It's really all about the DNA sequence testing. The sequence of DNA is very specific and if that particular sequence is missing then there is definite illegitimacy.
There have only been five people so far who tested, and they fall into two haplogroups, R1 and I1. R1 is a huge group, and only if the particular R1 DNA sequence is not there it means illegitimacy. One really has to find descendants from earlier off-shoots of a family line to compare their DNA to yours. A comparison of older lines in the same family and the newer lines should show whether or not there was illegitimacy at some point.
I thought my DNA test might show that I was illegitimate, but I have the exact same DNA as my second cousin, so we are both descended from a common male ancestor. What we would have to do is find another male from a line that branched off even further back and see if the exact haplogroup DNA sequence shows up for him as well. If this more distant cousin has the same DNA sequence then the odds are the line is not illegitimate.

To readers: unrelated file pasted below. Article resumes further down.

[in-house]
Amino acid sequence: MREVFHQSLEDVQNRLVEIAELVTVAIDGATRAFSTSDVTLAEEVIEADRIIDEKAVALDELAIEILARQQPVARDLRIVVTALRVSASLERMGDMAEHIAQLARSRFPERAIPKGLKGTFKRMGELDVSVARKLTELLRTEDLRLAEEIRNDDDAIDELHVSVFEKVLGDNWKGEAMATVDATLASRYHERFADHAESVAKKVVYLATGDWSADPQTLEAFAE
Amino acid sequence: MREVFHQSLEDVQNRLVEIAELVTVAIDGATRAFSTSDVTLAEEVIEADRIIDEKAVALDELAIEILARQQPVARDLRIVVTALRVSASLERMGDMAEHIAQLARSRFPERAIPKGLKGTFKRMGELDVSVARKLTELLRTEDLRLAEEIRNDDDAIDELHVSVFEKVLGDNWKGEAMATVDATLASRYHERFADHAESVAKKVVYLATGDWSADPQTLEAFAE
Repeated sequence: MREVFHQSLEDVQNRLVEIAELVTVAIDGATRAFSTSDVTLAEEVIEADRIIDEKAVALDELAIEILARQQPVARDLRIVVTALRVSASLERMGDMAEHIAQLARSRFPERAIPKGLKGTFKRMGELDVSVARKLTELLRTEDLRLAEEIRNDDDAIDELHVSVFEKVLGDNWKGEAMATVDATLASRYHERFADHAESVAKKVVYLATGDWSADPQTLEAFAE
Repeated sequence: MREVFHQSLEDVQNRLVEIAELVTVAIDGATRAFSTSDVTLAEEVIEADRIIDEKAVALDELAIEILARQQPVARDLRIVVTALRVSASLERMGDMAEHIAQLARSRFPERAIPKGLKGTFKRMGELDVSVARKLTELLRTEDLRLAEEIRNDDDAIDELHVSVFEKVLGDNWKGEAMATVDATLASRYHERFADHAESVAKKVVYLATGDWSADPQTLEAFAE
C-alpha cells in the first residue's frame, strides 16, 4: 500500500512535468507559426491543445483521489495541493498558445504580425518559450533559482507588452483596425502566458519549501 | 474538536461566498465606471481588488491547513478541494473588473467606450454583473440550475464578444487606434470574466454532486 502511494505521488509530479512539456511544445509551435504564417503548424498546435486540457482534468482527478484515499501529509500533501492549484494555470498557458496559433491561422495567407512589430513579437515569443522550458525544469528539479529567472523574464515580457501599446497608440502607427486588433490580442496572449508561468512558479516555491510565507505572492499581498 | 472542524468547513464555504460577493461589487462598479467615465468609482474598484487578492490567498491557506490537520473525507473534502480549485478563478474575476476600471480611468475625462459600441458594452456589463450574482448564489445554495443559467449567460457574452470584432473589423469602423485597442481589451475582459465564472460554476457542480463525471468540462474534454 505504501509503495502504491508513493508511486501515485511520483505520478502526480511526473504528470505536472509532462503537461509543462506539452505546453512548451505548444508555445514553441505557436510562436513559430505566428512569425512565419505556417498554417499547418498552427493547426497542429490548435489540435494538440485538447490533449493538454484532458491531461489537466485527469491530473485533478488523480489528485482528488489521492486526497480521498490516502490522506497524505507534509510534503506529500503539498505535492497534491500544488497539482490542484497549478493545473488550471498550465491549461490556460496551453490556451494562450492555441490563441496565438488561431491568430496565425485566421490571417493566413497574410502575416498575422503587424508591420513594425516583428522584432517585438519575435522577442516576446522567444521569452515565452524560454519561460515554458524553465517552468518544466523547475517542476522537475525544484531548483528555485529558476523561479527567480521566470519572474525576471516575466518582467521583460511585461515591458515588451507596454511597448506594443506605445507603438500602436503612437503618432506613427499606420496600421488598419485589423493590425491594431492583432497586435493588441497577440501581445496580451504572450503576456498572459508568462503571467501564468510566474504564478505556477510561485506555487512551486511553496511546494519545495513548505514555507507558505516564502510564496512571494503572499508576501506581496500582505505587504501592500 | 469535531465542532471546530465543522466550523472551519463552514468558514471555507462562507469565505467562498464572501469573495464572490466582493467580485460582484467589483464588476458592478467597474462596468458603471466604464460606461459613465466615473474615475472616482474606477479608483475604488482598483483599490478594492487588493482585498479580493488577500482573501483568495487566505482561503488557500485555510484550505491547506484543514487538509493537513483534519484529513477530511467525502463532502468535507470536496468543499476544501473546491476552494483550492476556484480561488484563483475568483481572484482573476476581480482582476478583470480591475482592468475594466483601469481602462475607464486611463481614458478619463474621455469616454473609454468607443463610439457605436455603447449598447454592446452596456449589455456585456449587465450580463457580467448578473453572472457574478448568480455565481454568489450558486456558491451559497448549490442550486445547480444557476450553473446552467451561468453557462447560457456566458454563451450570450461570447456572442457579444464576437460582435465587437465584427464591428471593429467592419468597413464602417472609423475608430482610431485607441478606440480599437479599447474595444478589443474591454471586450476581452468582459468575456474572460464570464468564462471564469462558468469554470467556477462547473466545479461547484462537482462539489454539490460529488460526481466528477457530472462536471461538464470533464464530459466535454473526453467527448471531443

Surnames mostly began in the late 1400's, so it would be difficult to prove illegitimacy before the use of surnames, because surnames are a form of general identity showing a relationship between people with the same surname. Therefore it is surprising that some Windsors are R1 and some are I1, haplogroups which branched off from a common ancestor about 25,000 years ago. This means probably the name Windsor was not just for descendants of a common person, but rather a name that became used as a surname by different people who were not related.
If most of a Windsor line is, for example, I1, and suddenly a member of that family came up C or R1 haplgroup, then certainly that change would mean illegitimacy.
I hope this is not overly difficult to understand.